Finding the Perfect Pair of Running Shoes

Pascal Finette is a Strava runner and serious fan of footwear. He explains his thinking around finding that perfect pair of running shoes.

I’ll be the first to admit, I’m obsessed with running; the science behind it and the way gear can enhance or hinder your performance. I’ve had my running form evaluated, attended running clinics, dabbled with barefoot running – all with the goal of becoming a better runner.  And through this process I’ve learned to love and hate running shoes.

After pondering a footwear question from my newbie runner friend, I find that the confusion persists, even for more serious runners. There is a growing body of research which shows that a) all the high-tech in modern running shoes (especially all the pronation control) is not helping at all with injury rates and b) the high heel-to-toe drop design, which is common in a built-up stability shoe, isn’t helping you run healthier, or achieve better form. Physiotherapist Blaise Dubois goes into detail about this in this fantastic podcast courtesy of Runblogger.

So what to do? The best advice I can give you when purchasing a pair of running shoes is:

1. Go neutral (and avoid most of the tech that comes in the more built-up shoes these days)

2. Have a low(er) heel-to-toe drop (a lot of build-up shoes have a heel-to-toe drop in the 12-14mm range, which is a bit like running in high heels – not good!) I would shoot for something in the 4mm range

3. Get something light – I personally found that anything beyond 10 ounces (in a man’s size 9) feels heavy and impacts my form

4. Feels most comfortable on your foot when you run (that is the only reason why you would want to get on a treadmill in a store)

There is some interesting research which concludes that the shoes that *feel* best are the ones which work best for you – allow yourself to trust the feedback your body gives you. The Science of Running blog has some interesting insights into the topic if you’re interested in further reading. And if you’re truly obsessive, check out the fantastic article series on The Science of Sport blog.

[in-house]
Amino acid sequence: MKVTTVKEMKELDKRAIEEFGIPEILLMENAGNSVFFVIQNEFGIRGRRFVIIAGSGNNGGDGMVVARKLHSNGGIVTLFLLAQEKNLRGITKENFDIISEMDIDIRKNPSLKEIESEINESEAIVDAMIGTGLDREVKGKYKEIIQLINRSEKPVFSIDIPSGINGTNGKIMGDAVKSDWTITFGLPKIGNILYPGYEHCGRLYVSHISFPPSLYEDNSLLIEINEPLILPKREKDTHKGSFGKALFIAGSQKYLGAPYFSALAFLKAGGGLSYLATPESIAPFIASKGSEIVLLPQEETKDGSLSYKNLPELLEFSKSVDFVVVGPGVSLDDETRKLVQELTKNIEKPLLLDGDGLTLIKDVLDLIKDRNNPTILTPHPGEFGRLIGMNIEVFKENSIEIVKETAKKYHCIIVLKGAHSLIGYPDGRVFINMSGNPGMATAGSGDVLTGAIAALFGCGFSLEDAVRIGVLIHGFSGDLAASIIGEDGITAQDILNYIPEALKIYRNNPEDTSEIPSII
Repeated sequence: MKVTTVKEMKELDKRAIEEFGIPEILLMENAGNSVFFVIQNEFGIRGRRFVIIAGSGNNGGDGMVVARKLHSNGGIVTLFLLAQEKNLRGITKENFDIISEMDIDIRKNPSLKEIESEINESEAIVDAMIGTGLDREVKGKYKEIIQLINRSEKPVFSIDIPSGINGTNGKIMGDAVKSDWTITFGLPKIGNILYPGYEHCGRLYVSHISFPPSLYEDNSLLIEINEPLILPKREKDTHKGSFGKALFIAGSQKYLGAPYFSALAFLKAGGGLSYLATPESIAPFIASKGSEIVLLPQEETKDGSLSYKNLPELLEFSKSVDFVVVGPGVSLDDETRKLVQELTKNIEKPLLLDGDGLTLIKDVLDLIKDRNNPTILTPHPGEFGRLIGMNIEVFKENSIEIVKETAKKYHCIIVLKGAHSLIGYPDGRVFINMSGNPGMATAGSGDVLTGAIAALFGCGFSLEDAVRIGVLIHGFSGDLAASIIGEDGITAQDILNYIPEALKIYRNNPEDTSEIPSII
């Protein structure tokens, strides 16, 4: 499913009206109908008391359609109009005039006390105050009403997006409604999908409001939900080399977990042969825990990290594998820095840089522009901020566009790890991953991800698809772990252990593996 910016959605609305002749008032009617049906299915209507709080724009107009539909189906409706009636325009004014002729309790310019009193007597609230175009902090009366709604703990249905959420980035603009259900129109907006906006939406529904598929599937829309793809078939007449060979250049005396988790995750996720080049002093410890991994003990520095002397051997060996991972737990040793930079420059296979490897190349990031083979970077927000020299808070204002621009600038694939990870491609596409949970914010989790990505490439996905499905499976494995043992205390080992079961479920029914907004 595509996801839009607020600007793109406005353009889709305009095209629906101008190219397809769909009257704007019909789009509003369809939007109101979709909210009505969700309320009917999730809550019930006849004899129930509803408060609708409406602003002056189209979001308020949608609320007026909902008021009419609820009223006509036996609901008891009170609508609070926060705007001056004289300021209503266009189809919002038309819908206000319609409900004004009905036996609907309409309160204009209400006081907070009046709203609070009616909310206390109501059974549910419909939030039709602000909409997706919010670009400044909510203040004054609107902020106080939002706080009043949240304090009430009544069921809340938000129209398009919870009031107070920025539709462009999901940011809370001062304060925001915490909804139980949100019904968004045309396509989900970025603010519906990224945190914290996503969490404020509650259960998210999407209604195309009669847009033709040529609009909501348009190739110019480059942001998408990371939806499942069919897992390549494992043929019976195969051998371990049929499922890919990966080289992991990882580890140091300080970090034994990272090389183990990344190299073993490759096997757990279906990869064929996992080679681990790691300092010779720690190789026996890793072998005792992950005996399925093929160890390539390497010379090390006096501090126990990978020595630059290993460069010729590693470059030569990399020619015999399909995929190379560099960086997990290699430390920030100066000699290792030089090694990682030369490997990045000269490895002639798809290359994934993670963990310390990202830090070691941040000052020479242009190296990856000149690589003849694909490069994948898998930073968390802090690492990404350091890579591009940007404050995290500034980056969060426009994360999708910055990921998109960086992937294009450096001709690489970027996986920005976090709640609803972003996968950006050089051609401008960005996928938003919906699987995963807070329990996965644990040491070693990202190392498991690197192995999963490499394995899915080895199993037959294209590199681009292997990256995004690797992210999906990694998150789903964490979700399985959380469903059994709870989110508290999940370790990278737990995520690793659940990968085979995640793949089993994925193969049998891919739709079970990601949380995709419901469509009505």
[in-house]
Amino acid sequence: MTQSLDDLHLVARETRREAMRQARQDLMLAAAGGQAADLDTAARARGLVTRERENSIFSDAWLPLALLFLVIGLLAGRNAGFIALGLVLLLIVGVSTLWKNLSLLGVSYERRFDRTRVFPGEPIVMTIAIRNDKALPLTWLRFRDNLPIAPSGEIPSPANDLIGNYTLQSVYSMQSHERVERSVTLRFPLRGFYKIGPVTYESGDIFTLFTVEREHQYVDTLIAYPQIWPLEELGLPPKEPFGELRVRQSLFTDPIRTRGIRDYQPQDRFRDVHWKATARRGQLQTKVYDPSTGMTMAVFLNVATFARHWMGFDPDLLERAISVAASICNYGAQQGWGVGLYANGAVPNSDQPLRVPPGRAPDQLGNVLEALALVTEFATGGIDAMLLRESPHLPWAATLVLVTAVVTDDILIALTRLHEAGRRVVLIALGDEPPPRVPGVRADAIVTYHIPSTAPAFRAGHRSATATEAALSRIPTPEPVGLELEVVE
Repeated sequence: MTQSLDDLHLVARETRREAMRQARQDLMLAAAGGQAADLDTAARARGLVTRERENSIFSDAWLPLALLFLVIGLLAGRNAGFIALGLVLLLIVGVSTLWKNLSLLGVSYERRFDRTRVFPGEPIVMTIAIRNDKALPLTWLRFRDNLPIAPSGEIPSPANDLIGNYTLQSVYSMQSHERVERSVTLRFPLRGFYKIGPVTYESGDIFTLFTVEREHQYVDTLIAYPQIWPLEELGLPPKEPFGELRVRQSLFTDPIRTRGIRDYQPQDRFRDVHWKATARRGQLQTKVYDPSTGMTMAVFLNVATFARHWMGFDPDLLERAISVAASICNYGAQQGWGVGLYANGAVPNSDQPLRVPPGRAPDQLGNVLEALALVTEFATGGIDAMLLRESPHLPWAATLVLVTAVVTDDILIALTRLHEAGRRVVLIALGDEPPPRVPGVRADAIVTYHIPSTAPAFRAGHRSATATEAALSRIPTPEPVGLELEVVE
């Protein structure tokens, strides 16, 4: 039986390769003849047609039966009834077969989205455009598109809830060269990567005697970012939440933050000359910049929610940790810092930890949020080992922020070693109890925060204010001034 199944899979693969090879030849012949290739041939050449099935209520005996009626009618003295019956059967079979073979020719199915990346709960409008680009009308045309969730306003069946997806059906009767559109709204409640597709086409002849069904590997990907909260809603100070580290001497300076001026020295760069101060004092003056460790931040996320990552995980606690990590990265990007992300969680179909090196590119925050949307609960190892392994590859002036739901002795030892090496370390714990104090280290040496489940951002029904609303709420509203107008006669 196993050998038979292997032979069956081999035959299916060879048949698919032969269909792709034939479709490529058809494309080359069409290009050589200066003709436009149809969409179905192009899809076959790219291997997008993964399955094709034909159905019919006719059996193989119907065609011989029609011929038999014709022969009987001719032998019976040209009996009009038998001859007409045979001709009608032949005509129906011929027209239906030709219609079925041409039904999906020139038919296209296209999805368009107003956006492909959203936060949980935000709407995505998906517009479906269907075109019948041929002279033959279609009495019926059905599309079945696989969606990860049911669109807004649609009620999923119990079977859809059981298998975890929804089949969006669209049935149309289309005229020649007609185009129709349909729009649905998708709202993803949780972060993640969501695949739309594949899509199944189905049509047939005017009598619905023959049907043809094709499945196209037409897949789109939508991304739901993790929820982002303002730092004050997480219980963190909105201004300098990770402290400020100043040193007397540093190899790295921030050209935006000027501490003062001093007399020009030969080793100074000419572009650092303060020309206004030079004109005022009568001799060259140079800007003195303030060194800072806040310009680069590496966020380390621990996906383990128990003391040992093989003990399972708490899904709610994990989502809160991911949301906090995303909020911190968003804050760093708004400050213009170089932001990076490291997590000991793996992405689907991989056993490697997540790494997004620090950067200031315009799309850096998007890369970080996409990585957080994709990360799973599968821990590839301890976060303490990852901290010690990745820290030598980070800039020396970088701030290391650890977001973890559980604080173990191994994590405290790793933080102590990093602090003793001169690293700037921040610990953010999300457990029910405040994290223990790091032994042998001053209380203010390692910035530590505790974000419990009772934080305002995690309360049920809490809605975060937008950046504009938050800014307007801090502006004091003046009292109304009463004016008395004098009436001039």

It goes without saying, shoes are a very personal thing. For example, I don’t fit into any Nike shoes (as much as I like some of them). It’s best to go to a well stocked shop and simply try some out. You can do some good research at some of the better online retailers as well (my favorite running retailer  lists heel-to-toe differentials for pretty much all their shoes). It also depends on where and what kind of running you want to do – road, trail, fast, lower or higher miles. I currently have four pairs of shoes that I use for different purposes. They all have a very low heel-to-toe drop in common and are decidedly low-tech (they fall squarely into the racing flats category).

Now comes the disclaimer: This is all based on my personal observation and experimentation with my own running and helping friends on their quest to running fun. If you have any doubts, have known health issues, or any issues with your feet/bio-mechanics (e.g. are the soles of your shoes significantly more worn off on one side?), please do yourself a favor and get a couple of opinions and be careful!

Hope some of this helps narrow down your search. Happy running!


Got something to say? Have you stumbled upon a favorite pair of running shoes? Gear you can’t live without? Comment below for your spot at a guest blog. 

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